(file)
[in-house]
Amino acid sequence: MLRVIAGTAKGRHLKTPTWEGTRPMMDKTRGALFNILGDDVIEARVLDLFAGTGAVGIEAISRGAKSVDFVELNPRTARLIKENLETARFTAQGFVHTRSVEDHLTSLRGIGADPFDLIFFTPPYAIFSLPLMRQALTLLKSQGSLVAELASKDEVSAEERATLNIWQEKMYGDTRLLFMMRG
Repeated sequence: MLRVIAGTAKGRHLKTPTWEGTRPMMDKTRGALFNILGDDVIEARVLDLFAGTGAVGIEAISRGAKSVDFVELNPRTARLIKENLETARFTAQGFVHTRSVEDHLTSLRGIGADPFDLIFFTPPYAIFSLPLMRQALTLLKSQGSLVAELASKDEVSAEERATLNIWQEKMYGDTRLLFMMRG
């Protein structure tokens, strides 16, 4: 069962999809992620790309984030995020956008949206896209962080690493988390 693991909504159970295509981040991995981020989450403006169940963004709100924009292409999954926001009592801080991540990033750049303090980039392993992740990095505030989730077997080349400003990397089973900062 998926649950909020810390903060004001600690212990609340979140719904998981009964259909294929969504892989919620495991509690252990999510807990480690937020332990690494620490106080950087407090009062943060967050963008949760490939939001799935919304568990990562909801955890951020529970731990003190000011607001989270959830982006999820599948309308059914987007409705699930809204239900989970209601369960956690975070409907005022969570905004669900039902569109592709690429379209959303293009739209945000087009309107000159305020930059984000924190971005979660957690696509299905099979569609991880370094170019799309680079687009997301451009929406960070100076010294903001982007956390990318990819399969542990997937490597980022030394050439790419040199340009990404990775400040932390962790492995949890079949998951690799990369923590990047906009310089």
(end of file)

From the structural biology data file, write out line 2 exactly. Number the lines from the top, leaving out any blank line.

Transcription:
Amino acid sequence: MLRVIAGTAKGRHLKTPTWEGTRPMMDKTRGALFNILGDDVIEARVLDLFAGTGAVGIEAISRGAKSVDFVELNPRTARLIKENLETARFTAQGFVHTRSVEDHLTSLRGIGADPFDLIFFTPPYAIFSLPLMRQALTLLKSQGSLVAELASKDEVSAEERATLNIWQEKMYGDTRLLFMMRG